Years ago, I used to sneer at anyone who read the NY Post. At the café where I worked, I took quiet pleasure in tossing it in the trash whenever someone left it behind on a crumb-covered seat. Had I ever read it? No. But I knew I wasn’t the type of person to read the NY Post, and I was proud of that fact.

Then, a few years back, things started to look a little different to me. They started to look wrong, like a wool hat in summer, or a mask on a baby’s face. I started to detect lies and impossibilities coming out of the mouths of important people. “Gradually, then suddenly,” as the Hemingway quote goes, I saw things in a different light.

I could almost stomach the politicians lying, but when friends began repeating the lies it became too much to bear. Truth seemed to hover just outside of them, leaving them infuriatingly untouched.

It was a little after this time, my awakening of sorts, that I myself became an outcast.

I hadn’t set out to become an outcast. I’d reached middle age an average upstanding citizen, fairly respectful of authority. I was a mother who made her children take piano lessons for god’s sake!

But one morning, late in the summer of 2021, I woke up to find I no longer had civil rights. And things took a turn. I still marvel at how it all unfolded:

Early 2021, I thought I’d survived the worst of covid. I’d made it through a year of hysteria that I presumed would surely fade, maybe even some bashful apologies would follow, like after a long drunken night gone too far.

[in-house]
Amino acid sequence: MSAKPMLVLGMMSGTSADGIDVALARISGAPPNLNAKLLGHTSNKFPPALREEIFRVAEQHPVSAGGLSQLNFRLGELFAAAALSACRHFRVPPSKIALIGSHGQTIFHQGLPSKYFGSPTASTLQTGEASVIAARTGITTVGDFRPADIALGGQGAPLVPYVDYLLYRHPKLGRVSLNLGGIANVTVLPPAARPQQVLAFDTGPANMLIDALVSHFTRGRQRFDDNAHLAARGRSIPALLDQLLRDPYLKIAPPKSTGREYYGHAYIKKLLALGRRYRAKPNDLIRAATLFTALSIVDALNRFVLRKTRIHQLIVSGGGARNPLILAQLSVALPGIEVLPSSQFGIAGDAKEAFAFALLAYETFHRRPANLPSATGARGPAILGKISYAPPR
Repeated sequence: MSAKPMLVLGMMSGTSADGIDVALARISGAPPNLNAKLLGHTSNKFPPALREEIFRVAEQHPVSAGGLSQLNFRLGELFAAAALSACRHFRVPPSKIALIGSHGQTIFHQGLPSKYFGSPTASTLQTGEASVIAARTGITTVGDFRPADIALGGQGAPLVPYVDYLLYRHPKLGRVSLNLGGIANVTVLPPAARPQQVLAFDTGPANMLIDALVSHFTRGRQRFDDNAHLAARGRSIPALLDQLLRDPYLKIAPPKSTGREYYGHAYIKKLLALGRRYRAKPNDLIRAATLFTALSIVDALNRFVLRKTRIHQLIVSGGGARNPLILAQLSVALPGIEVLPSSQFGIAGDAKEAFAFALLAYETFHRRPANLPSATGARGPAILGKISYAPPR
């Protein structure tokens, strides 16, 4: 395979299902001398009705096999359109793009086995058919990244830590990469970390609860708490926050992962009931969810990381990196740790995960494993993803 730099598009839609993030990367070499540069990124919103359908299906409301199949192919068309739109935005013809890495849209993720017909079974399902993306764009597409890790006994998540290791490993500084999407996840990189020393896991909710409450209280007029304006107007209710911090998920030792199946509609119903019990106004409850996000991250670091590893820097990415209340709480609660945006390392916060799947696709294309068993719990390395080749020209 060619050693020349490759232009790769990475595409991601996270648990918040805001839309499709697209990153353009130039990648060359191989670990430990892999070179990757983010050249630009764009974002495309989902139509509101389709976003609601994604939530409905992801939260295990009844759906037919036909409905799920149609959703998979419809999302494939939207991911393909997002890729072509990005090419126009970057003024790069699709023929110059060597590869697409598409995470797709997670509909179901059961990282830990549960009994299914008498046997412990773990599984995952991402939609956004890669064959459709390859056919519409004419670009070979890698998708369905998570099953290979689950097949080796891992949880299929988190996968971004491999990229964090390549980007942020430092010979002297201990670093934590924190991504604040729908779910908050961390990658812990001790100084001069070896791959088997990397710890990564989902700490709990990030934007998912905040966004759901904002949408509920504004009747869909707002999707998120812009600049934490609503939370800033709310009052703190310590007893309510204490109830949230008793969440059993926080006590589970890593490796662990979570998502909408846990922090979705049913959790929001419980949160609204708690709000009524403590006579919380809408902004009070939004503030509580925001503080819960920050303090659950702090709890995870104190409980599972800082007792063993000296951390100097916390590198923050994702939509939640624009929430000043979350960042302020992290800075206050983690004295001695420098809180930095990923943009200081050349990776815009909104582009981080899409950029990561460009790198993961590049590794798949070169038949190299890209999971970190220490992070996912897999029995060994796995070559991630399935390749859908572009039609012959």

By then, the miracle vaccine had finally arrived and any American who wanted it could have it. But it so happened that I didn’t want it. I’d already gotten covid during lockdown, while selling essentials like coffee and toilet paper from the café I now owned, a café limping along on government funds.

An experimental vaccine for a virus I’d already had just wasn’t that appealing to me; why would it be? The decision, quite honestly, made itself. Who knew it would land me in the middle of a nightmare.

I recall the incremental announcements from our mayor at the time, a tall goofy man people likened to Big Bird. The first announcement came on the morning of August 16th, 2021;

My kind was no longer allowed to sit down and eat in cafés, he said, though we were allowed to take something in a paper bag to go.

My kind was no longer allowed to enter cultural buildings, he said; art and history were for the good citizens.

We were no longer allowed the privilege of working, or a college education.